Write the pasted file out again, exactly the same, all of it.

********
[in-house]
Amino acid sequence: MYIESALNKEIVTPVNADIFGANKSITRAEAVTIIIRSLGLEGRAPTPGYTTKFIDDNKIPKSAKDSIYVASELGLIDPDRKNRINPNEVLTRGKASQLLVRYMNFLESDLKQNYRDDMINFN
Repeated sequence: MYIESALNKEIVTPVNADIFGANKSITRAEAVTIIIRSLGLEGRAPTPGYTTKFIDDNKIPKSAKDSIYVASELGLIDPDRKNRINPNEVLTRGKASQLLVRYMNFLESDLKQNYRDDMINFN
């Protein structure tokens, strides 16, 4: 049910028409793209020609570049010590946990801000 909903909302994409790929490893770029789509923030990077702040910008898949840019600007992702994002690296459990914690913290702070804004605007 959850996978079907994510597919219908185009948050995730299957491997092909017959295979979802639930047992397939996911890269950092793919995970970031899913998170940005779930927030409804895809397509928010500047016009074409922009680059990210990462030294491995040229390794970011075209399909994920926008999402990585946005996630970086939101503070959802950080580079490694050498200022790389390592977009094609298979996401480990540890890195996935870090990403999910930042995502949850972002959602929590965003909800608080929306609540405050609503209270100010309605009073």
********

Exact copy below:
[in-house]
Amino acid sequence: MYIESALNKEIVTPVNADIFGANKSITRAEAVTIIIRSLGLEGRAPTPGYTTKFIDDNKIPKSAKDSIYVASELGLIDPDRKNRINPNEVLTRGKASQLLVRYMNFLESDLKQNYRDDMINFN
Repeated sequence: MYIESALNKEIVTPVNADIFGANKSITRAEAVTIIIRSLGLEGRAPTPGYTTKFIDDNKIPKSAKDSIYVASELGLIDPDRKNRINPNEVLTRGKASQLLVRYMNFLESDLKQNYRDDMINFN
């Protein structure tokens, strides 16, 4: 049910028409793209020609570049010590946990801000 909903909302994409790929490893770029789509923030990077702040910008898949840019600007992702994002690296459990914690913290702070804004605007 959850996978079907994510597919219908185009948050995730299957491997092909017959295979979802639930047992397939996911890269950092793919995970970031899913998170940005779930927030409804895809397509928010500047016009074409922009680059990210990462030294491995040229390794970011075209399909994920926008999402990585946005996630970086939101503070959802950080580079490694050498200022790389390592977009094609298979996401480990540890890195996935870090990403999910930042995502949850972002959602929590965003909800608080929306609540405050609503209270100010309605009073």